John DiNardo (AB ’83, MPP ’84) has read J.K. Rowling’s Harry Potter series in every language he can comprehend—English, Italian, and French—so perhaps it’s not surprising that when DiNardo had to take time off from teaching to be treated for acute myelogenous leukemia, his students referred to the book in their messages of encouragement. DiNardo’s master’s students Photo-shopped a film poster, casting DiNardo as Snape. His doctoral students, he says, were more likely to cast him as Dumbledore (his definitive preference).
Now DiNardo is back in the classroom teaching “Advanced Program Evaluation” to master’s and doctoral students of economics, policy, higher ed, health policy, and other disciplines. As a labor economist with interests in unions and the minimum wage, DiNardo’s approach is unambiguously applied. He shows students how to formulate well-defined questions, how to map them to econometric techniques, and how to translate them into coding commands and apply them to real-world data.
“You think you know all these techniques you’ve learned,” says DiNardo. “But I’ve found that you don’t really understand them until you are faced with a dataset—a question and a problem—and now you have to use them. Suddenly you appreciate how incomplete your understanding is.”
“Professor DiNardo has a different way of viewing things,” says economics and public policy PhD student Katherine Lim. Many times during the class, she says, he would describe a technique students knew and had even used before and, “a lot of us had a moment where things sort of clicked and [we] thought: ‘Oh! I understand that in a different way!’”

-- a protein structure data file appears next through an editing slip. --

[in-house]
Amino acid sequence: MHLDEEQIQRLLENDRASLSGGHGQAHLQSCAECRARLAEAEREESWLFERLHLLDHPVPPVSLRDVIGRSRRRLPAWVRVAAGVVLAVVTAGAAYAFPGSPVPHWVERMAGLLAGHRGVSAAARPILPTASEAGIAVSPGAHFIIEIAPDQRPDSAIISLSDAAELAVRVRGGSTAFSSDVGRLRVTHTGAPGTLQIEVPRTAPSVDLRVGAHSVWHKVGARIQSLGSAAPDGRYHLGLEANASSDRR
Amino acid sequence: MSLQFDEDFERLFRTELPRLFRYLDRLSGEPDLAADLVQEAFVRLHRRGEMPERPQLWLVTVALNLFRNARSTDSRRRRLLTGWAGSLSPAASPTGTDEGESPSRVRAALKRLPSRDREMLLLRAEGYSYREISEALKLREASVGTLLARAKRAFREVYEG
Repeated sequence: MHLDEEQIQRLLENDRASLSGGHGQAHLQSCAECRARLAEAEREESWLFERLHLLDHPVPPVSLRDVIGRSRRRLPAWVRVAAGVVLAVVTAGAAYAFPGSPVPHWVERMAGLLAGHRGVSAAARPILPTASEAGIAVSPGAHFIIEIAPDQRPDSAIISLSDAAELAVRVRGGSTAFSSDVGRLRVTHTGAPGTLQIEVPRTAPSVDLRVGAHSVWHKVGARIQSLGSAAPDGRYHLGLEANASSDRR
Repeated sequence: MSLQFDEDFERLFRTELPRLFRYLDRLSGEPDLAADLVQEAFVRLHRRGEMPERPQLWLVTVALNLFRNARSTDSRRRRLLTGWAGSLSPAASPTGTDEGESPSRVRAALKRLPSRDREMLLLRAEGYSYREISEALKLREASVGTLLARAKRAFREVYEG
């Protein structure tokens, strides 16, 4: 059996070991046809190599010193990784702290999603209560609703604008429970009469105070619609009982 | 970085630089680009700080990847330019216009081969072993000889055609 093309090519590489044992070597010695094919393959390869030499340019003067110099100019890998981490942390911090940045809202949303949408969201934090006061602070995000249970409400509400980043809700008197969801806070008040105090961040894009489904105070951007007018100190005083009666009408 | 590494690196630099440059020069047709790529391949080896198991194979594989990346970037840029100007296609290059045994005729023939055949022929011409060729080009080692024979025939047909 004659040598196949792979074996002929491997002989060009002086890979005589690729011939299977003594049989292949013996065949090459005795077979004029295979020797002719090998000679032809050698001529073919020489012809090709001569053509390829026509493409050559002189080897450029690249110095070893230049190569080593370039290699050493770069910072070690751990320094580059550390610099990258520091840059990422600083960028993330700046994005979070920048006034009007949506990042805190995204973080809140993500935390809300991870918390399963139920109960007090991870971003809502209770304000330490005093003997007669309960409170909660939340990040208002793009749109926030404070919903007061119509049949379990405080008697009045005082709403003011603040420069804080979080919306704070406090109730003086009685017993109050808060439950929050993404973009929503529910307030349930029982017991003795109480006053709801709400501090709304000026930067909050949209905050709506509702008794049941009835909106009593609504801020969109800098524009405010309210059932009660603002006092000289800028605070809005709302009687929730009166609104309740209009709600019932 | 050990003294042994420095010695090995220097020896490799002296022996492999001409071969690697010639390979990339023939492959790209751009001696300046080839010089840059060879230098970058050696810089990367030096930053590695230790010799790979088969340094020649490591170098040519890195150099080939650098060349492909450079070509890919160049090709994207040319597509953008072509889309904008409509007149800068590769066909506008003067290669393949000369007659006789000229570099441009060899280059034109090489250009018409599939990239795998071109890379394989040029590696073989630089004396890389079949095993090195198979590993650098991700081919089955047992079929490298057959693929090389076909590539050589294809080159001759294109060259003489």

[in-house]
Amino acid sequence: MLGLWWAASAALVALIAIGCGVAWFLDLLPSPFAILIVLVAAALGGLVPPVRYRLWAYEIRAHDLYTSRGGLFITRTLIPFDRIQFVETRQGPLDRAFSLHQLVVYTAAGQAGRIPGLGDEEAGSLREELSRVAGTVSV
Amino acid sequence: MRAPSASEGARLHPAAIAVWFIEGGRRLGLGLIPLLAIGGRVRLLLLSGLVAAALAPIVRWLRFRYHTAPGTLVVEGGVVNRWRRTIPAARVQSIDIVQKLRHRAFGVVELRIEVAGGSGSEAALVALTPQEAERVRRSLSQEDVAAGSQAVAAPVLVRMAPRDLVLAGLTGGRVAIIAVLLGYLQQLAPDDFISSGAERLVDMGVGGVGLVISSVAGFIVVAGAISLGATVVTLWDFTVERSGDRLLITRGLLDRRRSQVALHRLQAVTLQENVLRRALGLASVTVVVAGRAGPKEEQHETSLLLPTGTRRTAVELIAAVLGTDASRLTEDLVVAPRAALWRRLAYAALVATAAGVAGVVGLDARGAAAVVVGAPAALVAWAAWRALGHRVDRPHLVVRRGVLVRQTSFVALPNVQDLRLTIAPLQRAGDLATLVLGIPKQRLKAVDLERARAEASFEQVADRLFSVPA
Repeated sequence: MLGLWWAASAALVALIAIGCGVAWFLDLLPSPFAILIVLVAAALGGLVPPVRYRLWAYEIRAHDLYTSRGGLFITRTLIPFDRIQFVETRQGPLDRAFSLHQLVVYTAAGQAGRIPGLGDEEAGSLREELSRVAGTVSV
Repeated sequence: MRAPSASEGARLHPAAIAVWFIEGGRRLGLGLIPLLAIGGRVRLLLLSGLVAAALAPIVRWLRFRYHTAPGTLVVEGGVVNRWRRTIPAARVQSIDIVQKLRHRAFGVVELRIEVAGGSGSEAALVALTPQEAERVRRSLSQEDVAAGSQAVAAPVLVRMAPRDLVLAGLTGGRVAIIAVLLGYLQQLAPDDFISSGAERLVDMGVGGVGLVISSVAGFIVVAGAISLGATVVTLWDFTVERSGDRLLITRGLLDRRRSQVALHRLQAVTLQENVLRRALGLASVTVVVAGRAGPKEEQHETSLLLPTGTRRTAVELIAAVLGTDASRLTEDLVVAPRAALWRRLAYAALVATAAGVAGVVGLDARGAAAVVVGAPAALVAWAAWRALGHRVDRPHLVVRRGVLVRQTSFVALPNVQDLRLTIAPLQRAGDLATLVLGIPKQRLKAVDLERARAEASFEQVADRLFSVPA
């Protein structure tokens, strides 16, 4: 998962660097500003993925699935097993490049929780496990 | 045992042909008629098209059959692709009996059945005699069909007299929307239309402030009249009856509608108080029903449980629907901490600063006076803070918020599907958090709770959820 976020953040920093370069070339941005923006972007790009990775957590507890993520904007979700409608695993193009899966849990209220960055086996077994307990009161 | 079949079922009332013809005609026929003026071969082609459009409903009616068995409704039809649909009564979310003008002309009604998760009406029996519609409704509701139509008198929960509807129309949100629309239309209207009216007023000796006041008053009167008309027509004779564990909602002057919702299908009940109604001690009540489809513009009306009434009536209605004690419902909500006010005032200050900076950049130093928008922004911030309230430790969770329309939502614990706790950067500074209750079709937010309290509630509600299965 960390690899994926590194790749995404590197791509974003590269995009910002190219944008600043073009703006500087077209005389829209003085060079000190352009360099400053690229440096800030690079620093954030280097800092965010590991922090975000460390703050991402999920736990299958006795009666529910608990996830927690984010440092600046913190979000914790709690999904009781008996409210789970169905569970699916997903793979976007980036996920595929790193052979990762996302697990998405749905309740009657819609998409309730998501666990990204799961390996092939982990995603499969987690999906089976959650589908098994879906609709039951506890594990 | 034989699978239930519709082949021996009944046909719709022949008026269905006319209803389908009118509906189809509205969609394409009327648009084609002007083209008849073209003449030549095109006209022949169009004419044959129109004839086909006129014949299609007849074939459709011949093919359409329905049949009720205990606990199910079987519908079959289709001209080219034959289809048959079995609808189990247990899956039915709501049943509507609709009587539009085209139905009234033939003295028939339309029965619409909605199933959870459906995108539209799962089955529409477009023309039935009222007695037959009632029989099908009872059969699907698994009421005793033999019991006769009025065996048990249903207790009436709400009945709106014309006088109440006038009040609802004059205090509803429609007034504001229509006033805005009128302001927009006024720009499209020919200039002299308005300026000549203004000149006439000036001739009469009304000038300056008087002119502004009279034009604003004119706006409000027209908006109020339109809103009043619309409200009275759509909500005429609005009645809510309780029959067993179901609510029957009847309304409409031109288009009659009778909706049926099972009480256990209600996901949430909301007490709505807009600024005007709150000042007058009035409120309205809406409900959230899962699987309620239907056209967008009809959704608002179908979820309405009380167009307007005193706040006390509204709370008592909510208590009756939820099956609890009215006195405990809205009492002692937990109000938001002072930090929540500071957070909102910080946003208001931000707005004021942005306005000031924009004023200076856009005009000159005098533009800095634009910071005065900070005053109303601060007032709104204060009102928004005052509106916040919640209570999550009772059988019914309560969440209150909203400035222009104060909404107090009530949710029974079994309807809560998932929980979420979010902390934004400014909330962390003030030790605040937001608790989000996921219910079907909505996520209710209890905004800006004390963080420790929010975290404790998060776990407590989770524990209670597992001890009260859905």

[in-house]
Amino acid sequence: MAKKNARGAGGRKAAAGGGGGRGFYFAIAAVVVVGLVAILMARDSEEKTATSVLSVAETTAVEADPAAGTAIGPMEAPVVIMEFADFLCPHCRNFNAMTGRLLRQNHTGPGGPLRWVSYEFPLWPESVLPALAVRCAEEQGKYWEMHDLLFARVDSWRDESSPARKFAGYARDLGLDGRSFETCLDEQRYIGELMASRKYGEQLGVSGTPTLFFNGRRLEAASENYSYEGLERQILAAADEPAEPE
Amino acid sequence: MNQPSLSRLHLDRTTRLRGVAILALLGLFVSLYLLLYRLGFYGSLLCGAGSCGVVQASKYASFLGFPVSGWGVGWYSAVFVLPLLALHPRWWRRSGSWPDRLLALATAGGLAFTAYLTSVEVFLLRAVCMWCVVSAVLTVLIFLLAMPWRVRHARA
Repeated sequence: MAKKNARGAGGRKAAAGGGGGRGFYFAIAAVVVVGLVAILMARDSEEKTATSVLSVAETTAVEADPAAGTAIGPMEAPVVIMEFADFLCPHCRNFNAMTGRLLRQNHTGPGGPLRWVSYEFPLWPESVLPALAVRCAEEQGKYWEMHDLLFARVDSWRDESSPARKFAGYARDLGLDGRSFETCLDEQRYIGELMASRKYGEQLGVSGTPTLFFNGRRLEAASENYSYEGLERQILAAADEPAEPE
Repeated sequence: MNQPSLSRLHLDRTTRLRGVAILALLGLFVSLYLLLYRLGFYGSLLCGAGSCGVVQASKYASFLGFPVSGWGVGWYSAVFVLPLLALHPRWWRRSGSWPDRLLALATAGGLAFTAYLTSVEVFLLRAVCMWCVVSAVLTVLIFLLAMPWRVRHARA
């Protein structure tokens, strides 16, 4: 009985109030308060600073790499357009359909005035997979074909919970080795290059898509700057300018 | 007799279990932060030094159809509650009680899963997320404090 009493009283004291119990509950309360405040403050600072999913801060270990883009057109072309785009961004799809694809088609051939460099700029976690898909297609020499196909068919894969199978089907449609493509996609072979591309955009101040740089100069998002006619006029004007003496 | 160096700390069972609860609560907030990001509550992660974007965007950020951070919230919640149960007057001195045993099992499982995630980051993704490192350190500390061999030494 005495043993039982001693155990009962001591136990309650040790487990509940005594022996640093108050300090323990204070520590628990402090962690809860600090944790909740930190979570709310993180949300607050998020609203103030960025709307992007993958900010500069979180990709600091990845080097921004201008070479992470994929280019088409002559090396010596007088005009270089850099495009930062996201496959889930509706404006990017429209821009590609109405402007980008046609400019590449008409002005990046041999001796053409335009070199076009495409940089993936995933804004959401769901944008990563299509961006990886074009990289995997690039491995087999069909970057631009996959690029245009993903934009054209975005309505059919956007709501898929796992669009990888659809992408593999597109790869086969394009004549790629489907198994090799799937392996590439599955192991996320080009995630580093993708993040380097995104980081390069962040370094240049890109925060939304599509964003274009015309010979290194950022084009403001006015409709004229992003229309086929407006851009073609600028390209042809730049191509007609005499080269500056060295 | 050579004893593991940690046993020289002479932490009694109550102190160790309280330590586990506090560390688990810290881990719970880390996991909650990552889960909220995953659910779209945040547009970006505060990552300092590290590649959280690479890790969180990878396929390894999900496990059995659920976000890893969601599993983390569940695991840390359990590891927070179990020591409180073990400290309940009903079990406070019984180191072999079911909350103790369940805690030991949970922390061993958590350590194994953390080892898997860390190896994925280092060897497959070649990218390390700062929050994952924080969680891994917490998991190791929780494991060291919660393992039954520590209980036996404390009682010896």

The course also has an element of “defense against the dark arts,” a reference to a class taught by Snape (among others) in the Harry Potter books. In that course, Potter and his classmates learn about dark magic—not how to use it, but how to guard against it. For DiNardo, the goal is to teach students to avoid being misled by “sophisticated” techniques.
“When you leave the course, you should never be forced to merely accept the opinion of authorities and say: ‘That technique must work, but it is too complicated for me to understand or challenge the results of’,” says DiNardo.
To illustrate, DiNardo describes a paper that attempts to measure the misallocation of housing caused by rent control. The challenge, he explains, is that there aren’t many examples of rent control outside New York City. Nor are there situations in which rent control was eliminated, which would allow you to compare regimes with and without the policy.
The authors of the paper, says DiNardo, used “sophisticated” econometric techniques to find significant misallocation of housing due to rent control in New York City, but when they applied the same technique to a city that had never had rent control, instead of finding an effect of zero, they found significant misallocation again. That raised all sorts of questions about the validity of the model, says DiNardo. “One is then forced to reevaluate (or dismiss) the authors’ claims."
By Miriam Wasserman for State & Hill, the magazine of the Gerald R. Ford School of Public Policy
Below is a formatted version of this article from State & Hill, the magazine of the Ford School. View the entire Fall 2015 State & Hill here.